A number of campgrounds, visitor centers, trails and offices on federally managed land across West Virginia remain closed due to damage from recent storms.

In Greenbrier County, the Lake Sherwood Recreation Area, home of the largest lake and biggest and busiest campground in the Monongahela National Forest, is closed until further notice because of damage from overturned trees and windblown branches, the Charleston Gazette reported.

Ordinarily, hundreds of July campers can be found relaxing in the recreation area’s 94 family-sized campsites, or casting for fish in 165-acre Lake Sherwood.

Several other developed campgrounds in the Monongahela still lack power and water as a result of the storm, but have reopened to accommodate primitive camping, according to the forest’s website.

In the George Washington and Jefferson National Forests, the Trout Pond Recreation Area near Wardensville in Hampshire County remains closed indefinitely due to storm damage. The area contains Rock Cliff Lake, a popular trout-fishing water with a swimming beach, and Trout Pond, West Virginia’s only natural lake, as well as 64 campsites.

In the National Park Service’s New River Gorge National River, the park’s headquarters building in Glen Jean remained closed on Monday due to a lack of power. “We hope to have power restored in the next couple of weeks,” said park spokeswoman Robin Snyder.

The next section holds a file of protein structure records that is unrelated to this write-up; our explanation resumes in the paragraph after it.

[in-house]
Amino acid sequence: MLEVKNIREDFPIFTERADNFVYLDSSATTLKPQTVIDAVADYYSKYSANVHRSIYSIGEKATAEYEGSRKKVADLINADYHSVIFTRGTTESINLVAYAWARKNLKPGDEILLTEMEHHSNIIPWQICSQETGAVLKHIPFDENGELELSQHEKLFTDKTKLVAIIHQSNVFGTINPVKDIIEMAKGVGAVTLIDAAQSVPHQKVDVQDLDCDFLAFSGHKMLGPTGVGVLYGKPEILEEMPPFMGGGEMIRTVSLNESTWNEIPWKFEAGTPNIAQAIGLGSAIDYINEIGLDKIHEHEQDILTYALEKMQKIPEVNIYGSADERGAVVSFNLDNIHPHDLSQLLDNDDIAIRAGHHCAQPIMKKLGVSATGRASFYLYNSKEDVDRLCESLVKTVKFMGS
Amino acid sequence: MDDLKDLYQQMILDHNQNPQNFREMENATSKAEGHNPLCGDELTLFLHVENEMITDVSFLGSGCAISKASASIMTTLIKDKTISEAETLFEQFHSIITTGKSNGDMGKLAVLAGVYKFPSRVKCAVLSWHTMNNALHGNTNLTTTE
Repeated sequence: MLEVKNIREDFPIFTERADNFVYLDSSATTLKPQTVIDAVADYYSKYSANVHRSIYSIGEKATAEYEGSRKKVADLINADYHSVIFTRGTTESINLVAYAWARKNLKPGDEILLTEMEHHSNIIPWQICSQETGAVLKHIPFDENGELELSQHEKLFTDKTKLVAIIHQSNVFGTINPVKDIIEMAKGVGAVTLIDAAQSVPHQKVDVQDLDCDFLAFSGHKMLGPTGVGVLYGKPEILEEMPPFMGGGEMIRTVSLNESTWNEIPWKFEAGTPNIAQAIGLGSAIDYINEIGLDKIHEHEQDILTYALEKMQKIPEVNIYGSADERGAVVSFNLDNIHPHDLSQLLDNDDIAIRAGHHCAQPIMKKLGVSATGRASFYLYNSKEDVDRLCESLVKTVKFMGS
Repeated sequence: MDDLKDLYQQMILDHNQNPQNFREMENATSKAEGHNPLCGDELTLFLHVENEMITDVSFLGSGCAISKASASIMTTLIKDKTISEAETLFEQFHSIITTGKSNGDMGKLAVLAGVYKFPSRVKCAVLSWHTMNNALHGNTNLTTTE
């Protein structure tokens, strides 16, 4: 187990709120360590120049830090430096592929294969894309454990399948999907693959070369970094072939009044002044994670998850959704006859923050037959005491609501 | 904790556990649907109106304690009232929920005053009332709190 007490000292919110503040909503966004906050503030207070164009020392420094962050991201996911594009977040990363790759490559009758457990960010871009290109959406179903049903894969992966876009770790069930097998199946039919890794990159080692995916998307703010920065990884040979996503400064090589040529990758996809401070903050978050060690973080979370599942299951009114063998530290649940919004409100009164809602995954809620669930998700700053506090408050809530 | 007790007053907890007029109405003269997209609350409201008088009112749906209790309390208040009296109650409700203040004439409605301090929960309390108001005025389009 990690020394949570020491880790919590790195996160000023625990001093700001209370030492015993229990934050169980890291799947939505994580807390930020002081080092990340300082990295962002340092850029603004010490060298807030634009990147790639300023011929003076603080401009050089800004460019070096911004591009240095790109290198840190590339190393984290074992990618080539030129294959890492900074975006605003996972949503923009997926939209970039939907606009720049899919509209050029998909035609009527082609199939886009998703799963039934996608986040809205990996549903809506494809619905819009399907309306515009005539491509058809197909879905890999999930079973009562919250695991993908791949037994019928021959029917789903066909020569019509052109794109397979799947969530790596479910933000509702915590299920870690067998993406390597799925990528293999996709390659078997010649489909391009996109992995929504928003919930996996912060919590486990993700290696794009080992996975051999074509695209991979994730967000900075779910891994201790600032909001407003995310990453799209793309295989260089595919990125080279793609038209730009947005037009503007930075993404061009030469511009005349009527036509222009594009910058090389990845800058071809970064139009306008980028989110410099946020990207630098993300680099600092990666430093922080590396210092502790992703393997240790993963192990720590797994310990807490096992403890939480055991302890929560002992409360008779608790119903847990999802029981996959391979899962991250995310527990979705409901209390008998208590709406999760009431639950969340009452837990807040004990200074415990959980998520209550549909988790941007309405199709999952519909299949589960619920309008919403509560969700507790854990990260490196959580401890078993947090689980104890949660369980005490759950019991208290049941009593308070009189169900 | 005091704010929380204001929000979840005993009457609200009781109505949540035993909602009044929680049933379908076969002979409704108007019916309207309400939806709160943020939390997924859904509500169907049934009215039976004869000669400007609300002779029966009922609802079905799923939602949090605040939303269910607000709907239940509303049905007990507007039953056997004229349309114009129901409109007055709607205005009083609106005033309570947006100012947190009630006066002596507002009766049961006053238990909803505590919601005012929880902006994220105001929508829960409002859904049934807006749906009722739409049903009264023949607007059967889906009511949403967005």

Power was restored to the Canyon Rim, Thurmond and Grandview visitor centers on Monday, and all were expected to reopen today, Snyder said.

“Park crews continue to work clearing trees on roads, campgrounds and trails,” she said.

The only other areas of the park that remain closed due to storm damage are the Turkey Spur Overlook in the Grandview Unit, and the Rend Trail linking Thurmond to Minden. Downed trees may be encountered on park trails that remain open.

Several popular campgrounds located on recreation areas managed by the Huntington District of the U.S. Army Corps of Engineers also remain closed due to power outages and storm damage.

At Summersville Lake in Nicholas County, the 117-site Battle Run Campground, with two bathhouses and a laundry facilities, remained closed on Monday, although Corps officials were hopeful the campground would reopen sometime today.

In Braxton County, Burnsville Lake’s Bulltown Campground was open, but the 60-site Riffle Run Campground remained closed, while at Sutton Lake, Bakers Run and Gerald R. Freeman campgrounds, with a total of nearly 240 campsites, remained closed, while the Bee Run Campground was open.

All Corps of Engineers’ campgrounds at Wayne County’s East Lynn Lake, damaged by a tornado in March as well as the June 29 wind storm, had reopened by Monday afternoon, according to Huntington District spokesman Chuch Minsker.